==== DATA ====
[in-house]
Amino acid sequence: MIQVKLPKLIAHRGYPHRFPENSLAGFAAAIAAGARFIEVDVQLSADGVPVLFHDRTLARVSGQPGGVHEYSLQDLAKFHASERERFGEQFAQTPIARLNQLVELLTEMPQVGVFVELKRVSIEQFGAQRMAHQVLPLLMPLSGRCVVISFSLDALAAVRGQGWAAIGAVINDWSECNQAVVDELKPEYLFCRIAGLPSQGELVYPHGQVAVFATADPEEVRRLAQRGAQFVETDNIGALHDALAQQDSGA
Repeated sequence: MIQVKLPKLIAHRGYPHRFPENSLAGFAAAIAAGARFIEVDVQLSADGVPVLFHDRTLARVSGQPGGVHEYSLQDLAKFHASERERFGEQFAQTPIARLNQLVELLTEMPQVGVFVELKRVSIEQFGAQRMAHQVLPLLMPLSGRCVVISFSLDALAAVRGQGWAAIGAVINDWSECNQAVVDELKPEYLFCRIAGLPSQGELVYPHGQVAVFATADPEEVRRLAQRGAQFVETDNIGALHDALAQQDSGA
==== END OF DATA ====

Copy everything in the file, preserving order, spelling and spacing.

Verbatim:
[in-house]
Amino acid sequence: MIQVKLPKLIAHRGYPHRFPENSLAGFAAAIAAGARFIEVDVQLSADGVPVLFHDRTLARVSGQPGGVHEYSLQDLAKFHASERERFGEQFAQTPIARLNQLVELLTEMPQVGVFVELKRVSIEQFGAQRMAHQVLPLLMPLSGRCVVISFSLDALAAVRGQGWAAIGAVINDWSECNQAVVDELKPEYLFCRIAGLPSQGELVYPHGQVAVFATADPEEVRRLAQRGAQFVETDNIGALHDALAQQDSGA
Repeated sequence: MIQVKLPKLIAHRGYPHRFPENSLAGFAAAIAAGARFIEVDVQLSADGVPVLFHDRTLARVSGQPGGVHEYSLQDLAKFHASERERFGEQFAQTPIARLNQLVELLTEMPQVGVFVELKRVSIEQFGAQRMAHQVLPLLMPLSGRCVVISFSLDALAAVRGQGWAAIGAVINDWSECNQAVVDELKPEYLFCRIAGLPSQGELVYPHGQVAVFATADPEEVRRLAQRGAQFVETDNIGALHDALAQQDSGA